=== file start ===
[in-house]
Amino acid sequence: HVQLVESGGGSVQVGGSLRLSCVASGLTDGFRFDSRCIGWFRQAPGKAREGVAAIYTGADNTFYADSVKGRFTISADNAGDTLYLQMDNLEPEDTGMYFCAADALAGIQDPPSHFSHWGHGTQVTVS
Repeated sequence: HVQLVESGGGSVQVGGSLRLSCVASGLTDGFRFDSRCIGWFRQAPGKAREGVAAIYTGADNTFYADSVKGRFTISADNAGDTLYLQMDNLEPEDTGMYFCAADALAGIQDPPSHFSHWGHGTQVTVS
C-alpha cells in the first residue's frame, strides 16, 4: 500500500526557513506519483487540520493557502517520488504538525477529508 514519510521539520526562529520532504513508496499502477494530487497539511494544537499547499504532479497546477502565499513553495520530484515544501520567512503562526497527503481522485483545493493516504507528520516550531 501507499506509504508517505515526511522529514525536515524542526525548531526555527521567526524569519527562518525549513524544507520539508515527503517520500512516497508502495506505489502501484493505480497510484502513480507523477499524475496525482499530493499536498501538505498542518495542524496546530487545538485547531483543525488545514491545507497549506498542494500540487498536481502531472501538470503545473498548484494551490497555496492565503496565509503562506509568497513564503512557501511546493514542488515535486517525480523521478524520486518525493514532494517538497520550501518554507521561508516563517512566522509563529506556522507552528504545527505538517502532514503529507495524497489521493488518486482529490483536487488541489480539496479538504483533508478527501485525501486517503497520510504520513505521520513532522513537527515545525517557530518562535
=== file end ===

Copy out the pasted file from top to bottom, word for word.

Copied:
[in-house]
Amino acid sequence: HVQLVESGGGSVQVGGSLRLSCVASGLTDGFRFDSRCIGWFRQAPGKAREGVAAIYTGADNTFYADSVKGRFTISADNAGDTLYLQMDNLEPEDTGMYFCAADALAGIQDPPSHFSHWGHGTQVTVS
Repeated sequence: HVQLVESGGGSVQVGGSLRLSCVASGLTDGFRFDSRCIGWFRQAPGKAREGVAAIYTGADNTFYADSVKGRFTISADNAGDTLYLQMDNLEPEDTGMYFCAADALAGIQDPPSHFSHWGHGTQVTVS
C-alpha cells in the first residue's frame, strides 16, 4: 500500500526557513506519483487540520493557502517520488504538525477529508 514519510521539520526562529520532504513508496499502477494530487497539511494544537499547499504532479497546477502565499513553495520530484515544501520567512503562526497527503481522485483545493493516504507528520516550531 501507499506509504508517505515526511522529514525536515524542526525548531526555527521567526524569519527562518525549513524544507520539508515527503517520500512516497508502495506505489502501484493505480497510484502513480507523477499524475496525482499530493499536498501538505498542518495542524496546530487545538485547531483543525488545514491545507497549506498542494500540487498536481502531472501538470503545473498548484494551490497555496492565503496565509503562506509568497513564503512557501511546493514542488515535486517525480523521478524520486518525493514532494517538497520550501518554507521561508516563517512566522509563529506556522507552528504545527505538517502532514503529507495524497489521493488518486482529490483536487488541489480539496479538504483533508478527501485525501486517503497520510504520513505521520513532522513537527515545525517557530518562535